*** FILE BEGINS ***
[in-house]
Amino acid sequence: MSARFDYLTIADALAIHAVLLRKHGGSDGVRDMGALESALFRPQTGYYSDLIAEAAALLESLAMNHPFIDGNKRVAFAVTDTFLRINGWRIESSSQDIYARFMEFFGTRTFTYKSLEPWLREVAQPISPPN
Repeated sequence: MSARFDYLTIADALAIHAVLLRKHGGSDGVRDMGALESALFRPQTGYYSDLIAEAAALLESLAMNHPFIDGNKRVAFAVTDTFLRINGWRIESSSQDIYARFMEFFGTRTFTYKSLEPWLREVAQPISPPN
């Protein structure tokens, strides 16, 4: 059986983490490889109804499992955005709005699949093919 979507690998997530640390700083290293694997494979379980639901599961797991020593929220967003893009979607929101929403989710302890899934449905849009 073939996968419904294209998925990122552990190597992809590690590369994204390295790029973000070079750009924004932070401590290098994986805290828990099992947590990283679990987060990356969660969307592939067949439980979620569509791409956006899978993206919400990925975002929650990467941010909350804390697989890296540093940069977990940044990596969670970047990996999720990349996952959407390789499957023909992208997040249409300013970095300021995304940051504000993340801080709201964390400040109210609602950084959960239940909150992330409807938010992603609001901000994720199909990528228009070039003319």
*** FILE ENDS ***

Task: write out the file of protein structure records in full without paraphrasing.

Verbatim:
[in-house]
Amino acid sequence: MSARFDYLTIADALAIHAVLLRKHGGSDGVRDMGALESALFRPQTGYYSDLIAEAAALLESLAMNHPFIDGNKRVAFAVTDTFLRINGWRIESSSQDIYARFMEFFGTRTFTYKSLEPWLREVAQPISPPN
Repeated sequence: MSARFDYLTIADALAIHAVLLRKHGGSDGVRDMGALESALFRPQTGYYSDLIAEAAALLESLAMNHPFIDGNKRVAFAVTDTFLRINGWRIESSSQDIYARFMEFFGTRTFTYKSLEPWLREVAQPISPPN
């Protein structure tokens, strides 16, 4: 059986983490490889109804499992955005709005699949093919 979507690998997530640390700083290293694997494979379980639901599961797991020593929220967003893009979607929101929403989710302890899934449905849009 073939996968419904294209998925990122552990190597992809590690590369994204390295790029973000070079750009924004932070401590290098994986805290828990099992947590990283679990987060990356969660969307592939067949439980979620569509791409956006899978993206919400990925975002929650990467941010909350804390697989890296540093940069977990940044990596969670970047990996999720990349996952959407390789499957023909992208997040249409300013970095300021995304940051504000993340801080709201964390400040109210609602950084959960239940909150992330409807938010992603609001901000994720199909990528228009070039003319």